Research from the National Institutes of Health shows that 126 million U.S. adults (that’s more than half of the adult population) live with chronic pain. The temporary nature of acute pain helps us deal with it (ie, don’t use that finger: the cut is still healing).
However, chronic pain – lasting longer than 3 months – can foster depression, anxiety, fatigue, insomnia, and more, as we seek to manage the interruption in our activities of daily living over time.
People with chronic pain are three times more likely to develop depression. “Experiencing depression, mood fluctuations, anxiety, altered perceptions and cognition, and emotional instability are all commonly associated with chronic pain.
This is a result of the perceived stress that impacts the body on a physical and chemical level.” In addition, chronic pain makes it hard to get restorative sleep, which can then increase pain.
Fortunately, current data demonstrates that there are a lot of practices, tools, and resources available to us to manage chronic pain and the stress that accompanies it. These practices have no side effects and, in many cases, have been proven to be even more effective than pharmaceuticals!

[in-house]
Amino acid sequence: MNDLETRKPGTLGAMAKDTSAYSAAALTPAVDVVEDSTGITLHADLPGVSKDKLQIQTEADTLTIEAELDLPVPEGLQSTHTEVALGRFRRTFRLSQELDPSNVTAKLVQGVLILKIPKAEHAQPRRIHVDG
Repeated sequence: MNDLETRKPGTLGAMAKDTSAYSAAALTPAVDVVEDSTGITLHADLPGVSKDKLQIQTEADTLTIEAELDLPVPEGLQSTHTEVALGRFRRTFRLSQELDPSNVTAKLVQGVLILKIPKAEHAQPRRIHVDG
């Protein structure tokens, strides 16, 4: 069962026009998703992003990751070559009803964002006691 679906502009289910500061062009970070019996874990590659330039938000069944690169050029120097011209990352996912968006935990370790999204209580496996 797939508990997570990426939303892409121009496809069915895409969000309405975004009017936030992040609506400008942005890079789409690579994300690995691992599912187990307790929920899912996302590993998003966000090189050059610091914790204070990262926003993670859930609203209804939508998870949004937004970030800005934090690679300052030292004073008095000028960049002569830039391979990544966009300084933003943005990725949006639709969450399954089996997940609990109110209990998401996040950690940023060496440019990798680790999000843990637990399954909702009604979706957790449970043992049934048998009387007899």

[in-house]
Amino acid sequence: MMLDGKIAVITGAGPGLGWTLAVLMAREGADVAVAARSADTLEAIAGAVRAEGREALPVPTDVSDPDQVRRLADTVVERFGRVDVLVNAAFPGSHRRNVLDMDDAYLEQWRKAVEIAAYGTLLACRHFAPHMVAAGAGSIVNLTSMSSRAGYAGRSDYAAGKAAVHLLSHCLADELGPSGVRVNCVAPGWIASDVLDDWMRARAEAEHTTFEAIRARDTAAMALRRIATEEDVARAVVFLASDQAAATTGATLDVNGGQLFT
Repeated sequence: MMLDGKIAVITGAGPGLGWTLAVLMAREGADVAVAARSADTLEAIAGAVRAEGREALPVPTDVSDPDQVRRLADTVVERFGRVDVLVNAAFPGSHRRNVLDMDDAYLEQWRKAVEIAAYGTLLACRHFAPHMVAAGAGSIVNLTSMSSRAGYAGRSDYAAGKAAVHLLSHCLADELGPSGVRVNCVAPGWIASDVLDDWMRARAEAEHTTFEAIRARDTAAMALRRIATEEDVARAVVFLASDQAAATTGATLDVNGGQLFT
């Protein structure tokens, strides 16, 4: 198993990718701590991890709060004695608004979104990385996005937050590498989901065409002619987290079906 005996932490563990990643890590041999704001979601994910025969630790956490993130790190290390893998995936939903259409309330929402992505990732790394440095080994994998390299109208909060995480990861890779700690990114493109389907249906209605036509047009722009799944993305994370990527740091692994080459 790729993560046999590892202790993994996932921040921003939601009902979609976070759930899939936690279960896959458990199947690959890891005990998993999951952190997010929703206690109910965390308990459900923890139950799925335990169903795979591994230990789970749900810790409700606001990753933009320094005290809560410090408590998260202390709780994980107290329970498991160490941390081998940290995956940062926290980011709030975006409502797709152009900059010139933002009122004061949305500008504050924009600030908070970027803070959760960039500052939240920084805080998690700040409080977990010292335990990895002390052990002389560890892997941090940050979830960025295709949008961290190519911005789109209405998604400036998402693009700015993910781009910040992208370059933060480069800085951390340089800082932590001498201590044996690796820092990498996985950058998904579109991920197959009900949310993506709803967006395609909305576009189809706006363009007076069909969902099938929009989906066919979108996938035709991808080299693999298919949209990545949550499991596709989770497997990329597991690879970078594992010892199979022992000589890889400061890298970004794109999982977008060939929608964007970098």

What are sustainable, accessible things you can implement to reduce chronic pain and cultivate long-term overall wellness?
1. Yoga, Especially Restorative & Gentle
Gentle and Restorative Yoga help release stored tension from the tissues. Restorative Yoga in particular uses props to support the body, creating a sense of safety for the nervous system and allowing the brain to rest from the bracing & hypervigilance common in chronic pain. Gentle yoga can safely increase the range of motion in the joints, reducing stiffness
In the joints, muscles, and connective tissue, Yoga can increase the flow of fresh blood into the cells, while enhancing the release of metabolic waste. This increase in nourishment and cleansing functions within the tissues can help heal the initial chronic pain injury, while also addressing the snowball effect of secondary pain and limited mobility.